School-choice supporters across the state hailed the signing last month of a law giving Indiana the nation’s most sweeping private school voucher program.
But most private-school leaders concede that any significant impact the law will have on enrollments likely won’t be felt for at least a few years, as they and parents sort through the details of the program.
“What we hear nationally is that school choice programs typically happen slowly,” said John Elcesser, executive director of the Indiana Non-Public Education Association. “We don’t think there will be a major bump in enrollment this year.”
Gov. Mitch Daniels, who signed the legislation May 5, and other supporters say the law will give parents more choices.
The voucher program uses taxpayer money to help parents send their children to private and religious schools. The plan is based on a sliding income scale, with families of four making more than $60,000 qualifying for some level of scholarship if they switch from public to private schools.
Students are eligible for a maximum $4,500 annual grant, which supporters say won’t cost the state anything because the money would be used as part of the school funding formula.
A push to expand voucher programs nationwide has gained steam following Republican gains in the 2010 elections. But Indiana’s proposal differs from existing programs.
Most voucher programs across the country are limited to lower-income households, students in failing schools or specific areas.
Indiana’s program is open to a much larger pool of students, including those already enrolled in good school systems. It’s limited to 7,500 students the first year and 15,000 the second, a fraction of the state’s 1 million students. But within three years, there will be no limit on the number of children who could enroll.
The law does carry a few stipulations. Eligible students need to log at least two semesters in a public school, and only second-graders and up are eligible.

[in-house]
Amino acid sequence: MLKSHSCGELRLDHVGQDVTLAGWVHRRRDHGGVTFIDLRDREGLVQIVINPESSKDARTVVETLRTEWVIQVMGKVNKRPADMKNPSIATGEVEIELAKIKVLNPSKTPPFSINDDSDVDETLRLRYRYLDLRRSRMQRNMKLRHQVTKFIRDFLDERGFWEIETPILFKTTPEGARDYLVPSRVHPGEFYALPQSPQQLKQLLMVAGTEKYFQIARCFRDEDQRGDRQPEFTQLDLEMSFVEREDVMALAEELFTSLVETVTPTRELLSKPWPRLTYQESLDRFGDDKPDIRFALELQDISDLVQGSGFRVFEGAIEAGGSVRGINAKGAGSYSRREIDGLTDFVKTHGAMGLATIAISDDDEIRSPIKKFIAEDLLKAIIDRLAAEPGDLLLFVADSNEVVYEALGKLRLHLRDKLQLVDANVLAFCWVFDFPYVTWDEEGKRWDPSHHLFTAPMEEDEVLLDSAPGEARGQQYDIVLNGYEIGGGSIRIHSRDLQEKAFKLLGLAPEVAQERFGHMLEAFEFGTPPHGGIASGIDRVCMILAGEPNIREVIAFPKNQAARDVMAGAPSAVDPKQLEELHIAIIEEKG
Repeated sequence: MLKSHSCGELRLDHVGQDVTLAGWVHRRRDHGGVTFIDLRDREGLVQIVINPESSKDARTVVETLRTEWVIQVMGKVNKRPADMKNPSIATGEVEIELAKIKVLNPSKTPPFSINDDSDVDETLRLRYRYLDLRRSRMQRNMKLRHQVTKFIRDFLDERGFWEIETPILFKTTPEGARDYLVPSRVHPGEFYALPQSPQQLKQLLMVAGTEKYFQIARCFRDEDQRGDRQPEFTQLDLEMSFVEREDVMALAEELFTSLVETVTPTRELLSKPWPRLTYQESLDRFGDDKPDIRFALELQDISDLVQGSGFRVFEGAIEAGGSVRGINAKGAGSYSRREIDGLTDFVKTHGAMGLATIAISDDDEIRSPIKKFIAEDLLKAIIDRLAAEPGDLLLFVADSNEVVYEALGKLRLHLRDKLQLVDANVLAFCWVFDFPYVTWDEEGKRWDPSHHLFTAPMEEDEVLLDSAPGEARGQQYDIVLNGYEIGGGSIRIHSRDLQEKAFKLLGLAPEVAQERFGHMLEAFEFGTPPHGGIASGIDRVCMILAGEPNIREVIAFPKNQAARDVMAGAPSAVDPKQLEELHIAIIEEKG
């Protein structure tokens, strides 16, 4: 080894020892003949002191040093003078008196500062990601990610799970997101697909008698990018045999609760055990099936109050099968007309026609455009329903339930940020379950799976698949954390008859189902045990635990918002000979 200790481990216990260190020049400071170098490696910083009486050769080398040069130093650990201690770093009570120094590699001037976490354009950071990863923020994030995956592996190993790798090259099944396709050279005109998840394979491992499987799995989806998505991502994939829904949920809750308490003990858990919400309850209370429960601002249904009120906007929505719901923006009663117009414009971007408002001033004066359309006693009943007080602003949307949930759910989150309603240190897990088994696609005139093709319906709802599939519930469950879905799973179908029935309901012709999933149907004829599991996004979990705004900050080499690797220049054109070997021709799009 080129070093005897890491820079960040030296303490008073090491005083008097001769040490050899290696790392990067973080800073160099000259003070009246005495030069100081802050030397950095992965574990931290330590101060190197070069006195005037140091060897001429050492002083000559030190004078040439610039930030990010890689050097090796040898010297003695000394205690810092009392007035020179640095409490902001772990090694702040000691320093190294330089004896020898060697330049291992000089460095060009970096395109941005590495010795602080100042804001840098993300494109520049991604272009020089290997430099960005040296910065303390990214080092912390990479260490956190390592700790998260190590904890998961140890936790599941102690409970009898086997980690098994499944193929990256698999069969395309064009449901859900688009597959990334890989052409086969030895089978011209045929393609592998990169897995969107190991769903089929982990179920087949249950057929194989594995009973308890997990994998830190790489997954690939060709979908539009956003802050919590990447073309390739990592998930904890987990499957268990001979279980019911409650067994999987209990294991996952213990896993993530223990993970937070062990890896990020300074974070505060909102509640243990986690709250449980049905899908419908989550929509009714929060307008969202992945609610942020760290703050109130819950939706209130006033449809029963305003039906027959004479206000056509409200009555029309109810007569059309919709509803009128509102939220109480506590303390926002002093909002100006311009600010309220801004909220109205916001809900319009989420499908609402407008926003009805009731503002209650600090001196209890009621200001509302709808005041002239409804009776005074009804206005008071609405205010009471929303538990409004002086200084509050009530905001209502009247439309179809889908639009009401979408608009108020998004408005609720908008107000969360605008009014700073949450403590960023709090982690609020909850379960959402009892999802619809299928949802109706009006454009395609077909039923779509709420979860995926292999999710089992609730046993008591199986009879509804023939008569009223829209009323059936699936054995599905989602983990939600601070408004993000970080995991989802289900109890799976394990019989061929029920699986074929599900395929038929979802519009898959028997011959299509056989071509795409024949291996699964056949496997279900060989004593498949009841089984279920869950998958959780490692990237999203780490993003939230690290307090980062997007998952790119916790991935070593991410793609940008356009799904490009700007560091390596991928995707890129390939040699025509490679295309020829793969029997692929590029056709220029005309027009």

That part of the law bothers Andrew Hart, head of school at The Oaks Academy at 23rd Street and Park Avenue.
“Boy, I wish that kindergarten students were eligible to access vouchers; wouldn’t that be great?” he said.
Founded in 1998, Oaks Academy serves pre-kindergartners through eighth-graders and has 342 students.
Half of its student body is considered low-income. So Hart wishes the law allowed families of kindergartners to apply for the grant, because the school is at capacity. A new student is accepted only when another leaves.
Oaks Academy directors have approved a second school, on the east side, which is slated to open in the fall of 2012. The voucher program could help fill enrollment then, but only for students in second grade and above.
In any event, academy directors have not decided whether the school will participate in the voucher program.
The four schools that make up Mother Theodore Catholic Academies should be able to make better use of the voucher program than Oaks Academy.
The schools—Central Catholic, St. Philip Neri, Holy Cross Central and Holy Angels—have a combined enrollment of 700 students and between 50 and 75 spots available among them.
Details of how the schools might participate have not been determined, though Connie Zittnan, executive director of Mother Theodore, is certain they will.
“Because we predominantly serve the underserved, the voucher program will directly impact many of the new students who will be attending our schools,” she said. “I know we will have students who will participate.”
Existing supply available at schools such as the Catholic schools will be filled first by the voucher program, predicted Robert Enlow, president of Indianapolis-based Foundation for Educational Choice. Schools then will expand to accommodate any growing enrollment, followed by the opening of new schools, he said.
“It does take some time to ramp these programs up,” Enlow said.
However, Enlow said Indiana’s program might see quicker results than others because the roughly 600,000 students who could qualify under income guidelines will be eligible in the third year of the program.
About 700 private schools operate in Indiana.
Elcesser in May helped host a statewide webinar on the voucher topic that drew interest from 200 private schools.
He said many schools are sorting through details of the legislation to determine whether they want to participate. He expects a “significant number” will. But some may have reservations about increased regulation and expenses, he said, as operating costs increase with the absorption of more students into classrooms.
The voucher program could affect not only public school enrollment but charter school enrollment, as well.
Charters are public schools free of many state regulations. About 23,000 students in Indiana are enrolled in 60 charter schools, including 27 in Indianapolis.
Russ Simnick, executive director of the Indiana Association of Public Charter Schools, said most charters already have a waiting list and dismissed any fears of enrollment loss.
“Competition is good for about any sector, including education,” he said. “It makes you sharpen your pencil more.”
As part of Daniels’ aggressive education agenda, he also signed a bill that allows more entities to authorize charter schools and lets charter schools cheaply buy unused buildings owned by traditional school corporations. The bill also increases accountability rules for charters.•